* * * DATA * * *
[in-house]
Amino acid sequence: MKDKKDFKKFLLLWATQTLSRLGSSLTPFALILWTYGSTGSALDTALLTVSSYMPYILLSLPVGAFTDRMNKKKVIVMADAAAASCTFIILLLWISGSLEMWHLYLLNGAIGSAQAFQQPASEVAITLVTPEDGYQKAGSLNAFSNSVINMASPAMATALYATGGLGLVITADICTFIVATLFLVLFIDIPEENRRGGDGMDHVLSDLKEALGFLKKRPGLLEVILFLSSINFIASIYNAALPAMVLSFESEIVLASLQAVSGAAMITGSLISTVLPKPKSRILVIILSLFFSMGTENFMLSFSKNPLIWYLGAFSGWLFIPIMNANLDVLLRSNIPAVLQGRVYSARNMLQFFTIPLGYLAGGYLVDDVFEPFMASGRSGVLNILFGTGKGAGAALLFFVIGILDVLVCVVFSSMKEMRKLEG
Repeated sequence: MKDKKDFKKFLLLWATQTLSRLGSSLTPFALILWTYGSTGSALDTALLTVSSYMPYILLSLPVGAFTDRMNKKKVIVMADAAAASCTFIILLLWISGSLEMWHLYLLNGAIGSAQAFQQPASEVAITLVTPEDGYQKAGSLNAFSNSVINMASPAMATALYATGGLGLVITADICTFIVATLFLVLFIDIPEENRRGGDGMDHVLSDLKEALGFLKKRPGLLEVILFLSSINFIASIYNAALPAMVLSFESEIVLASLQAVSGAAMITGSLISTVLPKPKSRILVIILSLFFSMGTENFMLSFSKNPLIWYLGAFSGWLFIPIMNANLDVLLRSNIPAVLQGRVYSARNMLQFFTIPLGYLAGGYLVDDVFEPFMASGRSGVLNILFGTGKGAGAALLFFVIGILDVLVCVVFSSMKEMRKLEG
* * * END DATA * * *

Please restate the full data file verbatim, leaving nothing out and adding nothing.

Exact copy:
[in-house]
Amino acid sequence: MKDKKDFKKFLLLWATQTLSRLGSSLTPFALILWTYGSTGSALDTALLTVSSYMPYILLSLPVGAFTDRMNKKKVIVMADAAAASCTFIILLLWISGSLEMWHLYLLNGAIGSAQAFQQPASEVAITLVTPEDGYQKAGSLNAFSNSVINMASPAMATALYATGGLGLVITADICTFIVATLFLVLFIDIPEENRRGGDGMDHVLSDLKEALGFLKKRPGLLEVILFLSSINFIASIYNAALPAMVLSFESEIVLASLQAVSGAAMITGSLISTVLPKPKSRILVIILSLFFSMGTENFMLSFSKNPLIWYLGAFSGWLFIPIMNANLDVLLRSNIPAVLQGRVYSARNMLQFFTIPLGYLAGGYLVDDVFEPFMASGRSGVLNILFGTGKGAGAALLFFVIGILDVLVCVVFSSMKEMRKLEG
Repeated sequence: MKDKKDFKKFLLLWATQTLSRLGSSLTPFALILWTYGSTGSALDTALLTVSSYMPYILLSLPVGAFTDRMNKKKVIVMADAAAASCTFIILLLWISGSLEMWHLYLLNGAIGSAQAFQQPASEVAITLVTPEDGYQKAGSLNAFSNSVINMASPAMATALYATGGLGLVITADICTFIVATLFLVLFIDIPEENRRGGDGMDHVLSDLKEALGFLKKRPGLLEVILFLSSINFIASIYNAALPAMVLSFESEIVLASLQAVSGAAMITGSLISTVLPKPKSRILVIILSLFFSMGTENFMLSFSKNPLIWYLGAFSGWLFIPIMNANLDVLLRSNIPAVLQGRVYSARNMLQFFTIPLGYLAGGYLVDDVFEPFMASGRSGVLNILFGTGKGAGAALLFFVIGILDVLVCVVFSSMKEMRKLEG